Red Heels

10:37 PM

When Louis XIV came to the throne at the age of four in 1643, French kings had already begun the process of turning France into an absolutist state where the monarch was the absolute authority, his power coming from divine right. Throughout Louis' reign he continued transforming France, especially focusing on reigning in the aristocracy. Traditionally, the aristocracy held a great deal of power, and because France was such a vast territory they were not easily monitored. Aristocrats ruled over their lands like unofficial Kings, thus threatening the power of the actual monarch himself. Louis had several methods for dealing with the aristocracy, giving them privilege but not power. He moved the royal court to the palace at Versailles, and the aristocracy was constantly at court, vying for his royal favor and subsequently staying under his watchful eye.

A perfect example of this system of monitoring the aristocracy is red heels on shoes. Louis declared that only those in the royal favor were allowed the privilege of having red heels on their shoes, allowing everyone to show off when they were in favor. Red heels was like sitting at the popular kids table in school, only the very coolest kids could wear them.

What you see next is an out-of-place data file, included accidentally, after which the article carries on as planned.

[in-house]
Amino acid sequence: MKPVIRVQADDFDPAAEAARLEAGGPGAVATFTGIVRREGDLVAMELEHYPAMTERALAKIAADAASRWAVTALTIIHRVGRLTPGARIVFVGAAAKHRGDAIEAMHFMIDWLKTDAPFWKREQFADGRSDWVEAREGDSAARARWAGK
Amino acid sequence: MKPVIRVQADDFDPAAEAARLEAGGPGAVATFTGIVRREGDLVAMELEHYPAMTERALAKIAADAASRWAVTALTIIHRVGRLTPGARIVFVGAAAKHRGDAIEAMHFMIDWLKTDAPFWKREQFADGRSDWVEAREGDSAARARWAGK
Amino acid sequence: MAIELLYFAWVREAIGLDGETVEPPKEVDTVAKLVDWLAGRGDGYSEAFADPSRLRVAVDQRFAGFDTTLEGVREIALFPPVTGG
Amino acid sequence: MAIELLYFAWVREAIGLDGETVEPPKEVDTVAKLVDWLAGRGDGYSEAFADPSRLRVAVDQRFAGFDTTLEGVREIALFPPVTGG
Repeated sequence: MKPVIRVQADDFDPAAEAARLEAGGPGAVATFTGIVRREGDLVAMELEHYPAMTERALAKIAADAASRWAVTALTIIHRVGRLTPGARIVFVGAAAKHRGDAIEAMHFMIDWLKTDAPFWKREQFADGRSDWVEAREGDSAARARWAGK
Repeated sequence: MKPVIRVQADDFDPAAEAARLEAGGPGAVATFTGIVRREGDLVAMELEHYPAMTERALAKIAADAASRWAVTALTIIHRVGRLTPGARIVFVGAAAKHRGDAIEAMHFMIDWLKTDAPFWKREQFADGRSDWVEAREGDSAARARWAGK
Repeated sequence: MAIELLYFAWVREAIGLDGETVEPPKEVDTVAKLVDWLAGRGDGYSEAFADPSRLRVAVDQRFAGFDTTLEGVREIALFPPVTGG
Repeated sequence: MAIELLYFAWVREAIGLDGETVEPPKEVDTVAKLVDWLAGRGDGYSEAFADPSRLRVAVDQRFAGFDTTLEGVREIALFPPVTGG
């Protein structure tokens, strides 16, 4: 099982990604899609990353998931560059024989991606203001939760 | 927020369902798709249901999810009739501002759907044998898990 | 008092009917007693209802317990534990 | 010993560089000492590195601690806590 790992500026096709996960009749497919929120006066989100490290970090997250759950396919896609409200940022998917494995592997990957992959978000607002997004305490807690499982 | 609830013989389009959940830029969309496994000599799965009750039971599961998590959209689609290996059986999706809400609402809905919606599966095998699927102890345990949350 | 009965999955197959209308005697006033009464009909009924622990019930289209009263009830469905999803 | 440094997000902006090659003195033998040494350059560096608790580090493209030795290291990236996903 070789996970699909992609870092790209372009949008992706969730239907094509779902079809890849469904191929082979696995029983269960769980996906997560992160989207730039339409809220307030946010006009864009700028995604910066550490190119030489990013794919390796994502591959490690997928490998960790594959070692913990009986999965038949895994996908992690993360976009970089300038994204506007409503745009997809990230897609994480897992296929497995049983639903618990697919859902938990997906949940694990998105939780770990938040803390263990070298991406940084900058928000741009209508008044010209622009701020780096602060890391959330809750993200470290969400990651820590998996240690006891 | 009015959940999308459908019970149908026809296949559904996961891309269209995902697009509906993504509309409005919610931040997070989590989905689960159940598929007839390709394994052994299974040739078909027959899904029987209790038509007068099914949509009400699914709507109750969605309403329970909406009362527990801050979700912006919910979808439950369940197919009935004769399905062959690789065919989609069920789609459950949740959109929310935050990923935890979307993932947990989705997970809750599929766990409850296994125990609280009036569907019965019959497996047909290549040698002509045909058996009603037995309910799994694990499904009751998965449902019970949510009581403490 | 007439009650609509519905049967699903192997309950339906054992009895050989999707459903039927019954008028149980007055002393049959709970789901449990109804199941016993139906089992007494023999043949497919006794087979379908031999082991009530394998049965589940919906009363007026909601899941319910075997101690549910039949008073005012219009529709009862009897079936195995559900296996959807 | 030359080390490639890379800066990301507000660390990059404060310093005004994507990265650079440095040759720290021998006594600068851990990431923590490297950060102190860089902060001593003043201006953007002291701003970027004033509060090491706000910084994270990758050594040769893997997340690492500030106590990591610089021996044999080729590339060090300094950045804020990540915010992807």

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Louis XIV, painted by Hyacinthe Rigaud in 1701.


Suddenly, if you fell out of the royal favor, everyone would know. It's bad enough to be out of the royal favor, it's even worse when you have to advertise it to the world. It was the perfect method for controlling a once unruly upper class. Aristocrats behaved themselves and they didn't have to face the shame of not having red heels on their shoes.

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Louis XIV and his family, c. 1715-1720


Notice Louis' grandson, dressed in red and standing to the right. While Louis and his son (standing to the left) are wearing red heels on their shoes, his grandson is not, signaling that he was out of favor around the time this picture was created.

The connection between red heels and the monarchy lasted well past Louis XIV. In 1780 a pamphlet attacking Marie Antoinette was released, entitled Portefeuille d'un talon rouge (the wallet of a red heel). Red heels had become just one more symbol of the absolutist system that was beginning to tear the country apart.

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Shoes by Christian Louboutin


Here are some fierce Christian Louboutin shoes. All Louboutin shoes have the inside of the heels and the sole painted red, perhaps a nod to the flashy cabaret girls that originally inspired the designer. For me, I always connect these modern red heels with Louis XIV. After all, wearing a pair of Louboutin shoes expresses the same ideals as wearing red heels in the 17th and 18th centuries- wealth, privilege, and a place in the choicest of social circles.

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